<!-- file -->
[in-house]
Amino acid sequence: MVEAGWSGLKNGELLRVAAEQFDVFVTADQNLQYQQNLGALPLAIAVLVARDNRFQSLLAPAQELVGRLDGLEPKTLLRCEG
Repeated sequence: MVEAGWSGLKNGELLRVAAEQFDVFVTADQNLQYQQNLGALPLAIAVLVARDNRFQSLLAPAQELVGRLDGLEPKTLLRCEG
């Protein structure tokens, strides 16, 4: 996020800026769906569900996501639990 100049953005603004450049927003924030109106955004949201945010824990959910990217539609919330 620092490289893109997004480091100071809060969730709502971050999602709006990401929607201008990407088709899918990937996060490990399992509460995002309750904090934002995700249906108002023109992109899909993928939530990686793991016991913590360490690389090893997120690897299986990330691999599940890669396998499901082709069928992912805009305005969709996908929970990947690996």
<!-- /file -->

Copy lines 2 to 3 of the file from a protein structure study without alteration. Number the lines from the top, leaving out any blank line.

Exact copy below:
Amino acid sequence: MVEAGWSGLKNGELLRVAAEQFDVFVTADQNLQYQQNLGALPLAIAVLVARDNRFQSLLAPAQELVGRLDGLEPKTLLRCEG
Repeated sequence: MVEAGWSGLKNGELLRVAAEQFDVFVTADQNLQYQQNLGALPLAIAVLVARDNRFQSLLAPAQELVGRLDGLEPKTLLRCEG